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  1. Theologians of glory choose the route of cultural avoidance and fail to offer a prophetic voice.

This is the analog to an old playground move: “If I can’t have my way, I’ll take my soccer ball and go home.” It rightly flees unrighteousness and the wisdom of the world, but it fails in the Christian calling to engage the world through daily vocations, evangelism and apologetics.

  1. Theologians of glory fail to challenge the implicit foreign, secular assumptions of scholarship.

People like to be liked. This goes for laity, professors, and pastors. One way we fit in is by adopting methods and assumptions that seem to be neutral, but are in fact ways of excluding God, miracles, and hope from any investigation. In so doing, theologians of glory who take this approach try to become relevant by correlating Christian theology to some other way of thinking. They end up irrelevant because they have nothing to offer.

9.5 Theologians of glory need to ask, where might there be a blind spot in my theological vision?

For this last one, I invite you to weigh in below, and suggest other subtle ways in which we Christians might be accidentally operating as theologians of glory. The good news is that Christ’s blood is sufficient even for our theological blunders. So never give up hope, dear reader.

—The Wayfaring Stranger

Written while sipping a Guinness black and tan at the Orlando Sheraton’s Irish pub, between poems by W. H. Auden.

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5 thoughts on “9.5 Theses on Theologians of Glory

  1. Theologians of glory turn their heads from questions that radically challenge their own understanding. I know I have done this before, I do this, and I have had it done to me. There is still a sense of hubris that can linger with theologians when talking about ideas that challenge and even contradict their own belief of what Truth is. Humility is brought in Light when we nail our pride to the cross. We are here to be One with God, and One with the Church and pride diversifies and complexifies our being. Humility brings us together in our shared brokenness. Theologians of the cross come together in shared brokenness under Christ to Live, laugh, discuss, debate, have fun, drink some beer, hangout, and Love.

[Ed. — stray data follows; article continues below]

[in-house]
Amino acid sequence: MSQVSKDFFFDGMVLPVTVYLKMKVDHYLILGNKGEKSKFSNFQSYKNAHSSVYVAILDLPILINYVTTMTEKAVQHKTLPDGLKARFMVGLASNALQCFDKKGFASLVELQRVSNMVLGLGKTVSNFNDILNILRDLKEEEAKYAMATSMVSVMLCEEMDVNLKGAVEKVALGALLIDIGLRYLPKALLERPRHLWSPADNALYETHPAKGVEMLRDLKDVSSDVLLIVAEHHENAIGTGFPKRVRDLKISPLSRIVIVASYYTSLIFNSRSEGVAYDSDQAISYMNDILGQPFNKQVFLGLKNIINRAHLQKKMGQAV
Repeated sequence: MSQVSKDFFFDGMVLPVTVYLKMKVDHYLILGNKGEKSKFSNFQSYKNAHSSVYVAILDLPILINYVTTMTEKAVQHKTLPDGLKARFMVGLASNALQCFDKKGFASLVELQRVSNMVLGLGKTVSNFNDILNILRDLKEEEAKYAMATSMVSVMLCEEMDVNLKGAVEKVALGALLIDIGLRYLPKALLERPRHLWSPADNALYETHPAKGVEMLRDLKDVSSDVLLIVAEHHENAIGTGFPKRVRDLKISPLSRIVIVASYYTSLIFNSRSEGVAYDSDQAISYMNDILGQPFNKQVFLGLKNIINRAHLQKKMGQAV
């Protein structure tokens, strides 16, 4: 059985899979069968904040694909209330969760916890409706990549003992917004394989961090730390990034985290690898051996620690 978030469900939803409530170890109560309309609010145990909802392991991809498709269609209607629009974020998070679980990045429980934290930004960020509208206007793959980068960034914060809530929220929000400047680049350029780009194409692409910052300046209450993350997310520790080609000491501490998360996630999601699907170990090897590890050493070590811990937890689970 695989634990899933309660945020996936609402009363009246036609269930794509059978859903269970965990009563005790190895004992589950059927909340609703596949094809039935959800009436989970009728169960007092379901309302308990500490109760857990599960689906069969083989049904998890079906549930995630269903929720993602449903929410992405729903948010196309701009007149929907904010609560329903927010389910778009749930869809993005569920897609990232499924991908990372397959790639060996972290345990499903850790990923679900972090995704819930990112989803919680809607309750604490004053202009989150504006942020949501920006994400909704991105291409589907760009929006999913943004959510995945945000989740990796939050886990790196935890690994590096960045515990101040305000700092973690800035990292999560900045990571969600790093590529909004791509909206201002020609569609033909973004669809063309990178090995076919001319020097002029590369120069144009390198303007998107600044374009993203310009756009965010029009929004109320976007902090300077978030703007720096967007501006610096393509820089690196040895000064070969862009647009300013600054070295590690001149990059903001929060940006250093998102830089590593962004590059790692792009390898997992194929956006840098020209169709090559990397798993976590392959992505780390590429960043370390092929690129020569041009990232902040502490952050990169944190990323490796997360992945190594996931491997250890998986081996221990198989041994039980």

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  2. Theologians of glory focus on the merits of their faith in terms of personal transformation. Theologians of the cross focus on the merits of their faith in terms of the love which God has for us. Theologians of glory idolize transformation and personal holiness, because they don’t believe the love of God in Christ transforms and grants holiness through faith. Theologians of glory must take the short view as to the human response to the gospel (since at the root they don’t actually believe the cross worked), whereas theologians of the cross can take the long view since there is faith that the cross actually worked.

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  3. I’m curious what you mean by point 5.

    “If you must appropriate secular pop music for your church services, I recommend incorporating Carly Simon’s “You’re So Vain” … you probably think this song is about you, don’t you?”

    Are you talking about using contemporary Christian songs, or are you talking about singing Lady GaGa or something?

    I’ve never heard of a church doing the latter, so I’m wondering if your reference is to contemporary Christian music.

    If so, could it be characteristic of a theology of glory to insist upon older hymns because they are more “spiritual” while rejecting contemporary Christian music simply because it is contemporary? Granted, much of it is not good musically or theologically, but some of it ain’t bad.

    Just curious what this is a reference to.

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    1. Thanks For your great question. I spent less time on this one for the blog because I think in my circles we’ve spent a good deal of time, and I think rightly so, pointing out the error of trying to use worship as a way to entertain ourselves instead of focusing outside of ourselves on Christ. That’s why I follow up with my point about the liturgy. Perhaps it makes more sense as you note, to recognize that we can use a certain area of hymns as an indication that we are more orthodox. It is too easy for us to identify a certain style as proper and fail to focus on the underlying need for us to point people to the cross, whatever our instrumentation. I suspect that your question reveals your thinking on this matter is on the right track. I have indeed heard of and in fact been to congregations that Inc. popular music from secular culture as a way to make their worship experience relevant.